- Why can't these companies turn a promising idea into a successful ongoing business?
- What choices do we have left in monitoring muscle O2?
- Is there still a role of this technology in the consumer/amateur exercise field?
I can only conjecture on the first question, but it may have something to do with my whole point in starting this blog many years ago. After reading the forums on the Moxy website, I was appalled by the lack of hard fact and abundance of pure anecdote. Wild claims were made for all of these devices (read my review of the Hex for example) that although they may have a shred of theoretical logic, most are just plain nonsense. Therefore consumers buying these units will ultimately be disappointed by the promise of unrealistic expectations. No - they don't help in recovery, effort modulation (well, without a proper ramp and data analysis), optimize your workout routine!
Believe me, I am not "trying to kick a dog while they are down" or an "I told you so". But, I did have an honest conversation with the Humon folks before launch and respectfully asked them to be honest about the claims. So if you were a buyer and hoped for the above features, you would have been very disappointed.
What is still available now?
Unless you can get a "new old stock" or used BSX/Hex on Ebay, the only option is the Moxy. The price is just over $800 for 1 sensor. They have been around the longest and have a good reputation for standing behind their product. But, the device has not seen a major hardware revision (ever?) and is still a clunky box. Given that they are probably struggling to stay in business, I understand the lack of funding for a redesign.
Now the key question - Is there any (major) role for the sensor in current athletic training.
The answer is yes - there are now enough studies showing that identifying the "breakpoint" in VL or RF desaturation that occurs with increasing exercise effort, can be used as a surrogate for a MLSS, RCP, VT2, LT2 intensity. The question is - is it worth the cost? Alternatives include buying a lactate meter and strips (about $450), then performing a series of intervals to generate a lactate curve. Advantages of a lactate test is that you may be able to also get a LT1 intensity to help with zone 1 demarcation. However, the issues with lactate testing are many and the result may not be precise. Other modalities to get a VT2/LT2 include gas exchange testing (about $150 for my local center), and doing an FTP test which we have covered.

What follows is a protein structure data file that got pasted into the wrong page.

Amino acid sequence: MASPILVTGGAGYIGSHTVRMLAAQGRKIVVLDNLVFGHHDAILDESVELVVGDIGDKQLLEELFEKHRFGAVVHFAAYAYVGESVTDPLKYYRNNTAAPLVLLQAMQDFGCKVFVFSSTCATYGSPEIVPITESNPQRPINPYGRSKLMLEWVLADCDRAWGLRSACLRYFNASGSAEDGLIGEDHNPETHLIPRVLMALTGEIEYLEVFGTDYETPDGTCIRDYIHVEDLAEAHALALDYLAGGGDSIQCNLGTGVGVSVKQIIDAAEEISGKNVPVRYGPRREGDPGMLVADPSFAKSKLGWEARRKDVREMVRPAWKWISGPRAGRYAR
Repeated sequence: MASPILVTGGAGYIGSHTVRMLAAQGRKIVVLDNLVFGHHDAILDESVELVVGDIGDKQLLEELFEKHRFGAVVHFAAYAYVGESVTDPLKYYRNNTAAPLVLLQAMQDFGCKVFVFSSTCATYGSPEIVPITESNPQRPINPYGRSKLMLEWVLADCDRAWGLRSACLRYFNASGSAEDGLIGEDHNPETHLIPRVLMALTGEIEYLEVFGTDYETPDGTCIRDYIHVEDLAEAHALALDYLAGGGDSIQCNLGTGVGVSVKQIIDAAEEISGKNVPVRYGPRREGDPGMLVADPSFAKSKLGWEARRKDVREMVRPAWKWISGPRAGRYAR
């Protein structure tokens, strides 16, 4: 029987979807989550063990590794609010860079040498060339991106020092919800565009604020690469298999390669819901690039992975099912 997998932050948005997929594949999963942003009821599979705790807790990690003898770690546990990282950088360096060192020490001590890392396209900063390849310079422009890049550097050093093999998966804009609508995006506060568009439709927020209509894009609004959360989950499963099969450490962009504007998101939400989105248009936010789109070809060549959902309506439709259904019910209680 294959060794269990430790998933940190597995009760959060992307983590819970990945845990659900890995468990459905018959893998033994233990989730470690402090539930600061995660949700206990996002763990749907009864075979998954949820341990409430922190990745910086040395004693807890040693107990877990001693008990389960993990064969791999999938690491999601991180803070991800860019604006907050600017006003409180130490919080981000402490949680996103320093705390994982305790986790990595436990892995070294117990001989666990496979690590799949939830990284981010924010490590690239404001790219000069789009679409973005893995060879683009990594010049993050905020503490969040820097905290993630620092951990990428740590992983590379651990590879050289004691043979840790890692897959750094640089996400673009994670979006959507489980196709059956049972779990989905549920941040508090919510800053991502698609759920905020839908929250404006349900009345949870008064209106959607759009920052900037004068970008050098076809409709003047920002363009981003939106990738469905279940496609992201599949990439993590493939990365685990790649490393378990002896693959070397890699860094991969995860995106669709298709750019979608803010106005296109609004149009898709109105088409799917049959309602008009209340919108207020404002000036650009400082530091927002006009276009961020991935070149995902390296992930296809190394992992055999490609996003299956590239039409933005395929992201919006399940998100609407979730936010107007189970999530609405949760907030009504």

The choice is yours and they all have their merits. But the Moxy price just does not seem to make sense for what you are buying (forget the hype).
If someone came up with a unit in the $150 price range to calculate your MLSS, that would be a good cost:benefit ratio. In fact, since you really need a smart trainer with power monitoring (or a treadmill) to do this accurately, it could be offered as an inexpensive add on for the trainer purchase.
In the past, I have struggled to make ramps "work". It is very difficult to both cycle hard, keep an eye on power as well as ramp time. The appearance of affordable smart trainer has made doing a ramp a much different experience. With a feedback controlled trainer using Zwift (or equivilant) all you need to do is pedal and the rest is done for you. That makes doing a desaturation ramp easy. Below is another example with both the RF and VL:
The following data is an example of how trainers ans O2 sensor tech can work together.
The test subject is myself (VO2 max 55 ml/kg/min and a RCP/LT2 power of 275+- watts).
The ramp was done on an Elite Suito with my Assomia Duo pedals providing the cycling power data. The Humon Hex was on my L RF and the BSX Insight on my R VL. Thanks to Zwift, it was easy to create an incremental ramp starting at 100w, with an increase of 10 watts per minute up to 310 watts (almost my maximum which is near 330w).
The first plot is the Cyclinganalytics.com power curve: